Blowtorch Aims to Burn through Movie Biz

Get ready to put your skeptic face on. A company raises more than $50 million from VCs and hedge funds before even launching a web site. They’re talking about people using their company name as a verb. They’re saying their model is so revolutionary they’ll have spend tens of millions of dollars on content to demonstrate it. They’re even building a companion social network.

Ladies and gentleman, meet Blowtorch Entertainment.

With such high ambitions and so much money there’s definitely a chance for a spectacular flameout here, but Blowtorch is a pretty good idea. The company wants to facilitate young people (18- to 24-year-olds) interacting with and influencing the movies they consume, by having them pitch script ideas and get a say in movie casting, wardrobe, score, trailer, and locations. Viewers will also participate in the site by bringing in videos from around the web, creating parodies and their own takes (a.k.a. “blowtorching” the content), and getting into special screenings of Blowtorch movies. Because yes, with all its money and connections, Blowtorch has already negotiated for its films to be shown in select theaters nationwide and be sold and shown by DVD, TV, and VOD outlets.

Blowtorch, which was incubated and is partially funded by Ignition Partners, is intending to make or buy six movies per year, spending “sub-$10 million” on each one. Its first movie, produced by company adviser Paul Schiff (of Rushmore and My Cousin Vinny), is called You Are Here, stars Bijou Phillips, and will be in theaters next April. (Embedded above is a NSFW clip meant to show that users will contribute videos on a similar topic as a Blowtorch move: the example here is a story about “your wildest night” meant to tie in with You Are Here.) The company has 14 people employed, split between San Francisco and Los Angeles.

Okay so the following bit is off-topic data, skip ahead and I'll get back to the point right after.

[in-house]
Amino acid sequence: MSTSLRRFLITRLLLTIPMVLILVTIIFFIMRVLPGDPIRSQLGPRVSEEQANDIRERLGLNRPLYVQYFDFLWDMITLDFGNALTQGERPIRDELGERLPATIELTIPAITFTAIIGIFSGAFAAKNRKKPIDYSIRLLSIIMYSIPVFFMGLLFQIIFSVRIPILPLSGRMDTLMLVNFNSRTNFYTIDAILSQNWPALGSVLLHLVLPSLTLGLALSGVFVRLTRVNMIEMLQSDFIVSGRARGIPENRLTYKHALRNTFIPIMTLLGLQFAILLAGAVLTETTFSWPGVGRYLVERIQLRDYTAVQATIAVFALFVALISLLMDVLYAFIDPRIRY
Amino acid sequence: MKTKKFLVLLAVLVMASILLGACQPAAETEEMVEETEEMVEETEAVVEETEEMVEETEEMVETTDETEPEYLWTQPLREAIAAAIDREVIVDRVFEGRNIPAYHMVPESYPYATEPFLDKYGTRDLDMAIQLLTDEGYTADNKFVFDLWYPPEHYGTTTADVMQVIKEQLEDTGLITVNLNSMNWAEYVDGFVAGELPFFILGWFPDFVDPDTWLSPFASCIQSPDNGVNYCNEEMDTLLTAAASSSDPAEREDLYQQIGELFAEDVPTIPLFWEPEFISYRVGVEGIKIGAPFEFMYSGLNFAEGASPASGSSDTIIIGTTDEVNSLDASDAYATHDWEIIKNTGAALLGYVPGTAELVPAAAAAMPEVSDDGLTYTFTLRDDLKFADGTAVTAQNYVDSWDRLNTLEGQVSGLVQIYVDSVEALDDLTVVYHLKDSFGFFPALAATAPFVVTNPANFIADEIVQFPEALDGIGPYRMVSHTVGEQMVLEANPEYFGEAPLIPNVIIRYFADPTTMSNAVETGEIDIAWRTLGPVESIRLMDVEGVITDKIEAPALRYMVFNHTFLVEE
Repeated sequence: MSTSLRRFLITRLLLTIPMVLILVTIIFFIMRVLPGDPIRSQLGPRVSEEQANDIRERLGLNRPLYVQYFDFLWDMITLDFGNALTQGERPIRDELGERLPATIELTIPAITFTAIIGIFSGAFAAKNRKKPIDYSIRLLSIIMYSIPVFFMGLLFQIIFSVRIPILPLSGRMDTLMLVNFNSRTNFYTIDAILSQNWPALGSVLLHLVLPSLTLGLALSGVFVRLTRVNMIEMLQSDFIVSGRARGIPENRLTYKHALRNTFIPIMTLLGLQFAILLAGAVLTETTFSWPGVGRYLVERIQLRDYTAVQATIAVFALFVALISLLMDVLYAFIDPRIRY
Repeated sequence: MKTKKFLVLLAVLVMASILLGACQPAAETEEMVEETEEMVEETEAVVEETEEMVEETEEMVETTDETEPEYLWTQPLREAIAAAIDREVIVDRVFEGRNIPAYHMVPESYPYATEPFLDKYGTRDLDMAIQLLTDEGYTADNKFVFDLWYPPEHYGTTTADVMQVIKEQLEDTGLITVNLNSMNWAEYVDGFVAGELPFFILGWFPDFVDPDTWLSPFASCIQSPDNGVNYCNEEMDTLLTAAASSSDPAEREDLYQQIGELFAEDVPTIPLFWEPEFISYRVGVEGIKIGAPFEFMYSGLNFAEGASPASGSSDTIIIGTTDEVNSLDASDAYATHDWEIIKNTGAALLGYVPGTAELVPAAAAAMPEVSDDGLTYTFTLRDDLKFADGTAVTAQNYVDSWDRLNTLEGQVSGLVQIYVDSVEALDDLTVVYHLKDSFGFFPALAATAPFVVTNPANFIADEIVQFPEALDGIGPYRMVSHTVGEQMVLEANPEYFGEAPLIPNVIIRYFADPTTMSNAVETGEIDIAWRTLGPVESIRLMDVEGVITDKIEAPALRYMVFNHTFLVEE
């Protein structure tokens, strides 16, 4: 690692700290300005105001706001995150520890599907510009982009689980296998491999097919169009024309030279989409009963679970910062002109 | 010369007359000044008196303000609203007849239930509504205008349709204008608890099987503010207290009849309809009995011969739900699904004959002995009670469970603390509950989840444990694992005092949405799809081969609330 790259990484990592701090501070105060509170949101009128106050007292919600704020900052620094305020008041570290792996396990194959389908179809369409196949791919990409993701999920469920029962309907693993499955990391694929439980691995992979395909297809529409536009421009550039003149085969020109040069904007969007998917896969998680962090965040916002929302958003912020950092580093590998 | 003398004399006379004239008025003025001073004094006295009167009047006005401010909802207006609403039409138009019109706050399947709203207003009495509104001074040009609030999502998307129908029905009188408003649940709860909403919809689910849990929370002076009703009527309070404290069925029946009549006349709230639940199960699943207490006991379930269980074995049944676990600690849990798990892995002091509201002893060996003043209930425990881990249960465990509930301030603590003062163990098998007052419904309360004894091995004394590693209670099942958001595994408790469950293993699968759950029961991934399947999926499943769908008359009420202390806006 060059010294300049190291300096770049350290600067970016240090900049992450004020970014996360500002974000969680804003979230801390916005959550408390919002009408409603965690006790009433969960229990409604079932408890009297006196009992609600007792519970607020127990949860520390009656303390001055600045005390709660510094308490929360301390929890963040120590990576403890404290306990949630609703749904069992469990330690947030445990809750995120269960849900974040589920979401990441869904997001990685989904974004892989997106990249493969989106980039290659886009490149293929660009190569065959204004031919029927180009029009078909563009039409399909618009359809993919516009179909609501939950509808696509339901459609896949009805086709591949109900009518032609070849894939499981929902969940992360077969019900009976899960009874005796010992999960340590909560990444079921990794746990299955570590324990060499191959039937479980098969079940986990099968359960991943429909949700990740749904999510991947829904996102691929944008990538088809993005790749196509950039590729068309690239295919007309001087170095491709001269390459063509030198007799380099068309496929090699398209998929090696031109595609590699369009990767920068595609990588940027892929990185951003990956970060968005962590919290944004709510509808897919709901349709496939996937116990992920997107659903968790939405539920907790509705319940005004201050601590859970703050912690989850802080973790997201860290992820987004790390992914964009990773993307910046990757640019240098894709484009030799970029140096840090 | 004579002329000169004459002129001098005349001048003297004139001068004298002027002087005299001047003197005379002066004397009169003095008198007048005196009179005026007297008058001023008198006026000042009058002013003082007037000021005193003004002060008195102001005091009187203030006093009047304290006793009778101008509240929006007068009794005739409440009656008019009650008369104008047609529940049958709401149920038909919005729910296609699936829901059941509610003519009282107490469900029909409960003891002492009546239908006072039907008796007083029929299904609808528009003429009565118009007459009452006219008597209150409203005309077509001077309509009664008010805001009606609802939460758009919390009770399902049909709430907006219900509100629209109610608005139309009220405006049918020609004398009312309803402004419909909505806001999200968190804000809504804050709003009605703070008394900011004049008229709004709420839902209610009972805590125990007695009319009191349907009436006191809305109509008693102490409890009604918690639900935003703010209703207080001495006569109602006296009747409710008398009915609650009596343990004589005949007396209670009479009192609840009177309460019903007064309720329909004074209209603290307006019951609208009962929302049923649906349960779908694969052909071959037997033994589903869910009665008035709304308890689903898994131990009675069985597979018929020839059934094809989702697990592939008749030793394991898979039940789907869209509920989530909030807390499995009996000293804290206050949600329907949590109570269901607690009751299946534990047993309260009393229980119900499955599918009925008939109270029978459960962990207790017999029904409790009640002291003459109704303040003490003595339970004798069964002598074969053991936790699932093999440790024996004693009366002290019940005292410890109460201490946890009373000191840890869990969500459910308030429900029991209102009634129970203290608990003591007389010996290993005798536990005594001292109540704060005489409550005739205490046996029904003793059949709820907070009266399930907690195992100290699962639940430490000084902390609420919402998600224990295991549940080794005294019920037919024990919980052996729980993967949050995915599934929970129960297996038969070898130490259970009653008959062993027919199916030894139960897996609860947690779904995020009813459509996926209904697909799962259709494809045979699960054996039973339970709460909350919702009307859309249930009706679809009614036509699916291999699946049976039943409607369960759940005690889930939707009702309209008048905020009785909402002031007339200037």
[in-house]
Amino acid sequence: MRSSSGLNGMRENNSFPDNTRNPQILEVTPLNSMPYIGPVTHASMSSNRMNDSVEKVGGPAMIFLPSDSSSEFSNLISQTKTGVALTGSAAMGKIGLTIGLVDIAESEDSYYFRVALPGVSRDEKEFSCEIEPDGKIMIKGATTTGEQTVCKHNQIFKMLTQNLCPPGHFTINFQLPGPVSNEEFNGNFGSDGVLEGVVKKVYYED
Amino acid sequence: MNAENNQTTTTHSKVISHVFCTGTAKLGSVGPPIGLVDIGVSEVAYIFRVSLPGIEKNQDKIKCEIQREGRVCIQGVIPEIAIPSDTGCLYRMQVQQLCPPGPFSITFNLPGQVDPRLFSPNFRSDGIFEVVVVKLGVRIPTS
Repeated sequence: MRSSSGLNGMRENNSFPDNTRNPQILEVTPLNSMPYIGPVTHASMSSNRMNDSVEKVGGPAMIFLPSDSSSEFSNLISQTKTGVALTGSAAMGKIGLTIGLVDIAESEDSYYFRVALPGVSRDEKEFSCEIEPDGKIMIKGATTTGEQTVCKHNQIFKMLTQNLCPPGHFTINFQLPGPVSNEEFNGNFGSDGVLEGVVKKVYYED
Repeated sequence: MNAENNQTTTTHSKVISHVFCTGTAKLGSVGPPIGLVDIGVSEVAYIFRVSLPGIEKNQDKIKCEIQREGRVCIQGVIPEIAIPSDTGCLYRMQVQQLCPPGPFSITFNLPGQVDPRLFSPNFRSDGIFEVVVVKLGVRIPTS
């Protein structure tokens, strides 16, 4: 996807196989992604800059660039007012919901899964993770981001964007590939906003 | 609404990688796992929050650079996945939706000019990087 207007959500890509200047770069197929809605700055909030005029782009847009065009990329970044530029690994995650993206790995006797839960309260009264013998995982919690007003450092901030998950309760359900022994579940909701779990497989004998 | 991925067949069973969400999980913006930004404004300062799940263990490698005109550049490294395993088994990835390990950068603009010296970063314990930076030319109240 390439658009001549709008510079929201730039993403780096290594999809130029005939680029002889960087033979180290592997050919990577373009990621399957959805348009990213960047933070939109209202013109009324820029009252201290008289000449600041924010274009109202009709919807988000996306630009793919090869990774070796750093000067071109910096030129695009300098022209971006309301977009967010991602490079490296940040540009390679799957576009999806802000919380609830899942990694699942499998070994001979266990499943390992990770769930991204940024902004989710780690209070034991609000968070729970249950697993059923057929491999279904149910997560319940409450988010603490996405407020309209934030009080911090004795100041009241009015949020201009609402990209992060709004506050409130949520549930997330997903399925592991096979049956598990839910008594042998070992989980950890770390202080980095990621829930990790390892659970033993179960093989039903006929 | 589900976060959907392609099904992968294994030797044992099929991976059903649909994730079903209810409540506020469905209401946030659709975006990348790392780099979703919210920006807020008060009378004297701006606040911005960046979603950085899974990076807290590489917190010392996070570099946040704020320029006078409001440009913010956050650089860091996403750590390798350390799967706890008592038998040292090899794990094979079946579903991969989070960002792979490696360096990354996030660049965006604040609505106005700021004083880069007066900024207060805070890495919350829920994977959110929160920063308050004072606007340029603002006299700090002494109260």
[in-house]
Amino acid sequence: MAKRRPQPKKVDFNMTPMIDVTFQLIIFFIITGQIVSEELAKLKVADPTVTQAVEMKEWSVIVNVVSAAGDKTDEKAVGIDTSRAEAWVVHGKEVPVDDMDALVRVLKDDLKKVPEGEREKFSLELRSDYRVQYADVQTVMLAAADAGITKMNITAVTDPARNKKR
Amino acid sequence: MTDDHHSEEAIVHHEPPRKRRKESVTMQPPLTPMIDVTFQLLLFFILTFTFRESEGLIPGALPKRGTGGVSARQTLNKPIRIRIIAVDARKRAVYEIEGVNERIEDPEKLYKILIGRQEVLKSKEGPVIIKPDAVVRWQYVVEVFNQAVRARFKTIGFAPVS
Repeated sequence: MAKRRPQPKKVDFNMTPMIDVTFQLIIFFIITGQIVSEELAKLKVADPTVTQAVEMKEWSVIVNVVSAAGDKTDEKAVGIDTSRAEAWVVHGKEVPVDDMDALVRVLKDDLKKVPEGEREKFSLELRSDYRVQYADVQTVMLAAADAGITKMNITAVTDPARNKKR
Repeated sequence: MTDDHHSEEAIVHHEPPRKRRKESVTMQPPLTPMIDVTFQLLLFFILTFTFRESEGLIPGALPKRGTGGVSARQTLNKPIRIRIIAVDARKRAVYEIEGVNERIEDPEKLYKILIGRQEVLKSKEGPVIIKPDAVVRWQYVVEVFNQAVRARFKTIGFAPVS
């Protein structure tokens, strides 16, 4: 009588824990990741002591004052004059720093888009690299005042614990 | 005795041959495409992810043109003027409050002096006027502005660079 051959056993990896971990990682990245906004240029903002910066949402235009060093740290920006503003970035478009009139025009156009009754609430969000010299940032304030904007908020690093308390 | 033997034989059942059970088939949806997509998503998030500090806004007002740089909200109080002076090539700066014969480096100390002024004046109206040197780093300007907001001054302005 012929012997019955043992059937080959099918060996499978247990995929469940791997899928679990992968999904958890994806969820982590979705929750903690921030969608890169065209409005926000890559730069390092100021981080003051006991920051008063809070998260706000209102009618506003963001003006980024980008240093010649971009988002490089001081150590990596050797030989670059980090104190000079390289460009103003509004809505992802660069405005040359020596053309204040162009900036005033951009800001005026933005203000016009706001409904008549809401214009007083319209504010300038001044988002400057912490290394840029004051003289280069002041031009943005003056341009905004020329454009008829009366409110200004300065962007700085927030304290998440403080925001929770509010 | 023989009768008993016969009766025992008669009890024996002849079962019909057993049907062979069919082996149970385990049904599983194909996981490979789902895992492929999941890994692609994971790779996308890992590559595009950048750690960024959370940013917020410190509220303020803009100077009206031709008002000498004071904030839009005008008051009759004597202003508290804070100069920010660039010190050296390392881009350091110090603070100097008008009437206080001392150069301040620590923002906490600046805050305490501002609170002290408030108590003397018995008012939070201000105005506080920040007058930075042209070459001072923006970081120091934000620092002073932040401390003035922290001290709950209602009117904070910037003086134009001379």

Rodriques stressed that Blowtorch wants to be a media company, not a content creator. Ultimately, it wants to make money from movie distribution and online advertising, not financing films. “VCs should not be making movies,” Rodriques said. So why are you making movies? “Yeah we’re in big burn mode now, but this is a big and ambitious idea.”

Taking a step back, if we look at all the forms of video content that have been webified, short-form comedy is by far the furthest along (and everybody’s doing it, many of them not particularly well). But other forms of video content have gotten way less attention, especially movies. When people talk about long-form online they mean a half-hour TV show. The best you’ll see for interacting with a movie online is a contest to create a trailer for it. We’ve heard of the “MySpace MyMovie MashUp” — but that ended up being a bit of a dud, when promises of a user-generated roles in acting and production ended up being fulfilled be established professionals.

So what are you willing to cede to users’ tastes and suggestions, and what do you want to maintain control over, we asked Blowtorch CEO Kelly Rodriques. “There is a certain reality of what it takes to make a movie,” he replied. “If you open it up to be completely wide open, could be the movie’s terrible. You could kill your brand, kill the movie, lose a lot of money.” He said, however, that he is adamant that any idea submitted by a user and incorporated into a movie will receive adequate credit and payment.

Probably the most interesting thing the company has done is establish relationships with 600 screens across the country, a mix of multiplexes and independents all located near college campuses. The terms of the agreements include weekend “Blowtorch Nights” in which the company’s movies will be shown. The company also signed a distribution deal with Vivendi that includes things like selling its DVDs in Wal-Mart.

Those are some pretty good assets to dangle in front of would-be contributors. However, the one thing the company won’t do is show its own movies on its web site, due to the terms of its distribution contracts. Customers will be directed to find the movies through iTunes or Netflix, said Rodriques.

I will say that at times Rodriques’ enthusiasm for the youth audience overpowered his knowledge of the tools he’d provide them. “If you’d like to Twitter, we’ve got Twitter networks planted,” he said of Blowtorch’s student theater nights. There’s also talk of “open API widgets” and other such hip things. Not to be nit-picky, but authenticity is very important to his target audience.